Sunday, February 11, 2007

False is the Phantom Thou Seeketh

The following has puzzled me for a while. The thought re-occured to me, so I felt I'd mention it... though it likely won't make a whole lot of sense to you if you haven't at least briefly tangled with the tar baby known as Western Occultism.

I've seen quite a few would be magickians in the past years who either aspire to or claim to be in the process of 'crossing the Abyss.'

I wonder to myself-- how can someone do that, and still believe in something like magick? The framework, the underlying beliefs, the Path itself-- all illusions like anything else. Illusions which need to be discarded when they hinder more than help you.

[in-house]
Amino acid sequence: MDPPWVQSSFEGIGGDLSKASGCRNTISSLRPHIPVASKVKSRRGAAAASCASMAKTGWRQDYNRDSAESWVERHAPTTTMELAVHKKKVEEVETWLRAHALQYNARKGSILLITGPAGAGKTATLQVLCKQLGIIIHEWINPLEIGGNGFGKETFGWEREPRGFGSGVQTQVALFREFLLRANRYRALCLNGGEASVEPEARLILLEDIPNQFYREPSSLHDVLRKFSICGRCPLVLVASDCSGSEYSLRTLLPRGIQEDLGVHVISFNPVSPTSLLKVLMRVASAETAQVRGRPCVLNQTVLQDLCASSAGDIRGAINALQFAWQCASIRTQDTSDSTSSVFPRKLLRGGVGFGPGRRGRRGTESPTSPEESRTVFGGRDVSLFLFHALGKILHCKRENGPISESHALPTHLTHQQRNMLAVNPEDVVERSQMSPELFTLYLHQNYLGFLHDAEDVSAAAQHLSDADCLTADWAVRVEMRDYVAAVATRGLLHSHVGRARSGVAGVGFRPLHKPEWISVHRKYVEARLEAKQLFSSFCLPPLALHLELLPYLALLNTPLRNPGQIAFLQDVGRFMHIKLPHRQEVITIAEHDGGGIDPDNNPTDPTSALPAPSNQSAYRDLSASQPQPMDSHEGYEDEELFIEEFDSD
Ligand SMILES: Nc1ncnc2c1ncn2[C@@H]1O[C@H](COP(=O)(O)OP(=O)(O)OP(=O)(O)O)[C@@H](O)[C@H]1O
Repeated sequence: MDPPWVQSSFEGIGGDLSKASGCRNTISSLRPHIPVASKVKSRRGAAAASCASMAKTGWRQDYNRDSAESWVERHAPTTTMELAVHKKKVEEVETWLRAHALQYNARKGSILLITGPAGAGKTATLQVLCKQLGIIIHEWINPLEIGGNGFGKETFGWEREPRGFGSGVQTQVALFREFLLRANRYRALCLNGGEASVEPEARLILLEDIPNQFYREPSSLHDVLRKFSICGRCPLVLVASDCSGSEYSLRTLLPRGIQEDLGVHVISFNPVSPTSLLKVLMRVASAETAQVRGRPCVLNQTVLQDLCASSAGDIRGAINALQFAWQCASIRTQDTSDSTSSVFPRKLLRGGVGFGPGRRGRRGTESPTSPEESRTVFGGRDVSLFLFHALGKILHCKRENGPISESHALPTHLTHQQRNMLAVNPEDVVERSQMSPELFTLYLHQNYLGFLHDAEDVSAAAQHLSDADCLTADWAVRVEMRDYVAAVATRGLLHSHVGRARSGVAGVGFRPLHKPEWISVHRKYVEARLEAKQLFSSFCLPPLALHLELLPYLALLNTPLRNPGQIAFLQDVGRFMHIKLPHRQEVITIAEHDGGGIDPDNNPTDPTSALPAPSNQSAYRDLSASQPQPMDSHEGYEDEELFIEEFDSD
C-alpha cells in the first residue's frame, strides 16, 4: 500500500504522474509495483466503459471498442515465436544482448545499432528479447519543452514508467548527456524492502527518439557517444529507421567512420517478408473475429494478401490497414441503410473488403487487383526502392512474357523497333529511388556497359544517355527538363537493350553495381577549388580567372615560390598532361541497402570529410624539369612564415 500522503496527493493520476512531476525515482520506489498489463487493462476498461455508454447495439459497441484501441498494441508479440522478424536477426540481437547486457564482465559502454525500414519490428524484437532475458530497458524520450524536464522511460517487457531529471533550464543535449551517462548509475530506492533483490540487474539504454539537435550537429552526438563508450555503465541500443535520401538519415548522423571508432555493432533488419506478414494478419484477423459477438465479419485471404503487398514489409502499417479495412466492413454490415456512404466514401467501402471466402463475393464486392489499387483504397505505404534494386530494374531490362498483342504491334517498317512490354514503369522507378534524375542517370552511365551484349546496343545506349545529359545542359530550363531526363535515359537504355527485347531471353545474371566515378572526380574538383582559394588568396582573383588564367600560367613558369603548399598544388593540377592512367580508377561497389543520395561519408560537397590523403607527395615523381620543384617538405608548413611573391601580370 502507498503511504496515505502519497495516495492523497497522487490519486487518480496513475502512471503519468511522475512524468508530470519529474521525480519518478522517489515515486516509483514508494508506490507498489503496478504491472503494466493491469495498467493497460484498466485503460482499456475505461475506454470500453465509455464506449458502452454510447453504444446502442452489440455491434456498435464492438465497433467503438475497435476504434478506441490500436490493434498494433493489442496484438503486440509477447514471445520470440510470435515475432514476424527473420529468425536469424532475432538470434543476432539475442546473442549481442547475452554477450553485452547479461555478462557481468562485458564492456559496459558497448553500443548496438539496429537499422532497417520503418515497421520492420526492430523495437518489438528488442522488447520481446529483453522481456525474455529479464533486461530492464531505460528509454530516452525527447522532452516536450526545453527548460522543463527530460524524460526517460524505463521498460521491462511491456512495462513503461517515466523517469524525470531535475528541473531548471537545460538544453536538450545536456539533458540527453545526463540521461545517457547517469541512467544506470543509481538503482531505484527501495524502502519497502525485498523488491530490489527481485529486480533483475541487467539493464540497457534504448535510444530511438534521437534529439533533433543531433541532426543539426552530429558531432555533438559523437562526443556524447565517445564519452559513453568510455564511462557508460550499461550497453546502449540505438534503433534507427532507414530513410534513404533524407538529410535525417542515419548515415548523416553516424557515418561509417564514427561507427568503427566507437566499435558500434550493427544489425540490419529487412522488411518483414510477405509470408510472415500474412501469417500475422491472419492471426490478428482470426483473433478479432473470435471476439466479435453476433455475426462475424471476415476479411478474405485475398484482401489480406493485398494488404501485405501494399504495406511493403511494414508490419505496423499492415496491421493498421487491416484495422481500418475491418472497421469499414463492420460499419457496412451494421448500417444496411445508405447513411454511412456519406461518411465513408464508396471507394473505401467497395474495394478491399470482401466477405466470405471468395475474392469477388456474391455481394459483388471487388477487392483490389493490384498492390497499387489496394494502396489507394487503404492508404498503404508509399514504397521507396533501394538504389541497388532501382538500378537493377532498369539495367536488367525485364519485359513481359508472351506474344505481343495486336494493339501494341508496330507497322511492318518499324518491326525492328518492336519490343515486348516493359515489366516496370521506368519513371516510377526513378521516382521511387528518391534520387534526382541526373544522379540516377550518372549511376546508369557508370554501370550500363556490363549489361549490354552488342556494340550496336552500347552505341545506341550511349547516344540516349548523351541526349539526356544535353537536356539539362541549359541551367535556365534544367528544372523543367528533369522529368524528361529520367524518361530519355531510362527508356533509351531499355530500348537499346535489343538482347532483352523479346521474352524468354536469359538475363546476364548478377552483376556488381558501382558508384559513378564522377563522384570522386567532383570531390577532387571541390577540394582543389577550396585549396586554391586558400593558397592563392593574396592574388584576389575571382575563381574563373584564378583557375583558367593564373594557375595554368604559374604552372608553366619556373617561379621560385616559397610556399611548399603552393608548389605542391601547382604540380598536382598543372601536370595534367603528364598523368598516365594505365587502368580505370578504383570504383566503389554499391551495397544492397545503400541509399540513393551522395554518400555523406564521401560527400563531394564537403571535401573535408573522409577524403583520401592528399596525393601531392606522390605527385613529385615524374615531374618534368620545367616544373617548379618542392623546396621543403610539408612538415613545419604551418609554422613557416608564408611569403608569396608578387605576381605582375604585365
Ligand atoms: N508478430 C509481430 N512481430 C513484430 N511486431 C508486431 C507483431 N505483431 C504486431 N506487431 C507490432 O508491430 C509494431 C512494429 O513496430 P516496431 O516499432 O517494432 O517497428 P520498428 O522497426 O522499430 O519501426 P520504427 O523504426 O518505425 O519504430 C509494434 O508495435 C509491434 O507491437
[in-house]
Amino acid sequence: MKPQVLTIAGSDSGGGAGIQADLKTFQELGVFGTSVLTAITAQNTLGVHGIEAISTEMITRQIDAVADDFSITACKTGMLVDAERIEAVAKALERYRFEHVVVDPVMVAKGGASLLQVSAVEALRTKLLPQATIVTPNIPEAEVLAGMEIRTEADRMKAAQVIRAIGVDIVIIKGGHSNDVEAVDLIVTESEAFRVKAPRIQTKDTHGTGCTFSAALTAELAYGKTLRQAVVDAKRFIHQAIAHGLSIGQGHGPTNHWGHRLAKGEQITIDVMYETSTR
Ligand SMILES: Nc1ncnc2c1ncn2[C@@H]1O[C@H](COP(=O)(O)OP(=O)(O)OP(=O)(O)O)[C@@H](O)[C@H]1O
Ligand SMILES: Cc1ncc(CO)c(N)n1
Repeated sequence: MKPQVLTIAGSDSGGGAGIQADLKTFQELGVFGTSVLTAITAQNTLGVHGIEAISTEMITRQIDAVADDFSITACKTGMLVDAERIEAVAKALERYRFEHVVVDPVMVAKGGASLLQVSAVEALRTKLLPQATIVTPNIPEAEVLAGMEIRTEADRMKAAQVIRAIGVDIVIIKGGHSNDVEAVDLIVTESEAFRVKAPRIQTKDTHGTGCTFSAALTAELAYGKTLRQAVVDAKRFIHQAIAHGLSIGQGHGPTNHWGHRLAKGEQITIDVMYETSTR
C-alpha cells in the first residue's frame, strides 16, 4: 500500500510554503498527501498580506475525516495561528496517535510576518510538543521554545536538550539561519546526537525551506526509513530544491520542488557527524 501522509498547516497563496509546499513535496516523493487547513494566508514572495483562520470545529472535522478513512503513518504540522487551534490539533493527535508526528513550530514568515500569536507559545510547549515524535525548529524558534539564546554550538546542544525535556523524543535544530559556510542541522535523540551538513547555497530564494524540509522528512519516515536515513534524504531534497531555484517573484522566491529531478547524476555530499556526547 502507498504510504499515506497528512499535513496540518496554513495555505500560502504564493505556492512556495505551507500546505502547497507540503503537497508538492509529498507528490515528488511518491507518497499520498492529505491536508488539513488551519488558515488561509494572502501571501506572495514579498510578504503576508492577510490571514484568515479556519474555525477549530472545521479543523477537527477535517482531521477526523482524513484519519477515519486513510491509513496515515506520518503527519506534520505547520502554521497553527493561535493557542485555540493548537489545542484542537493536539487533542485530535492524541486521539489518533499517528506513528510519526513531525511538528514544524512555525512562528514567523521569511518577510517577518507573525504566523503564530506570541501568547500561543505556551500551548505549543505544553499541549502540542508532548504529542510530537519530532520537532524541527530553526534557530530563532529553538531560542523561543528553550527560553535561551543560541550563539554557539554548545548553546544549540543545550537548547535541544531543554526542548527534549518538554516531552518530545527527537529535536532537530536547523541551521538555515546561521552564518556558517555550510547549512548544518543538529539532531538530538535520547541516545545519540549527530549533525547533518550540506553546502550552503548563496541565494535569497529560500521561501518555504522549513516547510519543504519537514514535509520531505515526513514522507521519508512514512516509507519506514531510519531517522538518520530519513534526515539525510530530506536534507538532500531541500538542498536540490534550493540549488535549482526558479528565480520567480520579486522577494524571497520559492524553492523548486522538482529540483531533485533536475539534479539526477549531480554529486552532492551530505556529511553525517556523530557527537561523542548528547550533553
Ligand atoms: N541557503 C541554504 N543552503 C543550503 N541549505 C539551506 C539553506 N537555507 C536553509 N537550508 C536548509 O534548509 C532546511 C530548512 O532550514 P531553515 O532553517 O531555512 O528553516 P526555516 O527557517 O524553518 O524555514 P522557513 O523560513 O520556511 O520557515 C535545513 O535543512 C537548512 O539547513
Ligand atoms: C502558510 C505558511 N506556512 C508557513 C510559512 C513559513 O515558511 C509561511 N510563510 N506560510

A magus doesn't believe in magick any more than he believes in the flying spaghetti monster. Which begs the question. Why talk about magick at all?

Any of us who have been pitched into that paradigm know what it's like when you start. You're like a kid in a candy store. (Except all the candy is covered in liquid acid and filled with razor blades.) It's okay to feel that enthusiasm. But just because the spectre in the shadows talks to you doesn't mean he's real.

This is one of the many reasons I ceased external interest in the subject.

An upshot of that, and this is interesting- take the faith which props the whole belief system up away... and watch all the portents, omens, transcendental dreams, visions quests, and grandiose cosmologies crumble into the dust they have always been. This is equally true with any belief.

The inverse is also true. But sorry Mr. Carroll, you can't fake yourself into truly believing something, except through a process of baby steps.

I think I can genuine say I don't believe in anything outside of specific contexts, anymore.

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